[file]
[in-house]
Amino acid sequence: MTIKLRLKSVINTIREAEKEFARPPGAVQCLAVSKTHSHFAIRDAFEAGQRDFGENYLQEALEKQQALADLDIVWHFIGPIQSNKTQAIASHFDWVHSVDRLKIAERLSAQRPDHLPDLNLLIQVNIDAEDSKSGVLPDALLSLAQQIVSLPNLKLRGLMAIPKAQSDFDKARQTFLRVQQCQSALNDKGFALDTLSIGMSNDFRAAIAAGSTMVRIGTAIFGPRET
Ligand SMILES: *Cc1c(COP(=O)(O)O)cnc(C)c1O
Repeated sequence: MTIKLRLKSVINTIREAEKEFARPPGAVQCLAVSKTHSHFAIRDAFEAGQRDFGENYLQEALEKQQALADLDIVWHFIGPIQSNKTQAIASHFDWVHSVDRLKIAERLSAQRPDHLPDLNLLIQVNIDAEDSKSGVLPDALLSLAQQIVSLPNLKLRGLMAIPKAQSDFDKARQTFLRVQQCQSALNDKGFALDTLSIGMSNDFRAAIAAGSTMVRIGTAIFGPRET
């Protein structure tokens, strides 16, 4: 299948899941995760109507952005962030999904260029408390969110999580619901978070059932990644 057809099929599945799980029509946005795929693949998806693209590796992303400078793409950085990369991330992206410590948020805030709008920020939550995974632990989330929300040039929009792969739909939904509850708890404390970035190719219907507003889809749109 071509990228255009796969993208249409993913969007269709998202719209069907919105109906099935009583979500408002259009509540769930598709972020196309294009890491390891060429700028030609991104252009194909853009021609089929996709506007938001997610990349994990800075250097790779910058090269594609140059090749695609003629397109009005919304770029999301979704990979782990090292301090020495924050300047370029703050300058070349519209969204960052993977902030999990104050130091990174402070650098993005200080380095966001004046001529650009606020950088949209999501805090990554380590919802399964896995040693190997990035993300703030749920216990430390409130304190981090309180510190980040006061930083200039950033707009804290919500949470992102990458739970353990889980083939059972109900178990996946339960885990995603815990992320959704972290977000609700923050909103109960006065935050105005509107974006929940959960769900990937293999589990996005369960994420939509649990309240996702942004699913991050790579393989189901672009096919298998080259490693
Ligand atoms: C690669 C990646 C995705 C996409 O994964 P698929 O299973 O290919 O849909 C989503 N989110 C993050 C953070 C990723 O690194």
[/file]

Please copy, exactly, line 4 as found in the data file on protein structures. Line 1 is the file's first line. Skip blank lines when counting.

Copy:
Repeated sequence: MTIKLRLKSVINTIREAEKEFARPPGAVQCLAVSKTHSHFAIRDAFEAGQRDFGENYLQEALEKQQALADLDIVWHFIGPIQSNKTQAIASHFDWVHSVDRLKIAERLSAQRPDHLPDLNLLIQVNIDAEDSKSGVLPDALLSLAQQIVSLPNLKLRGLMAIPKAQSDFDKARQTFLRVQQCQSALNDKGFALDTLSIGMSNDFRAAIAAGSTMVRIGTAIFGPRET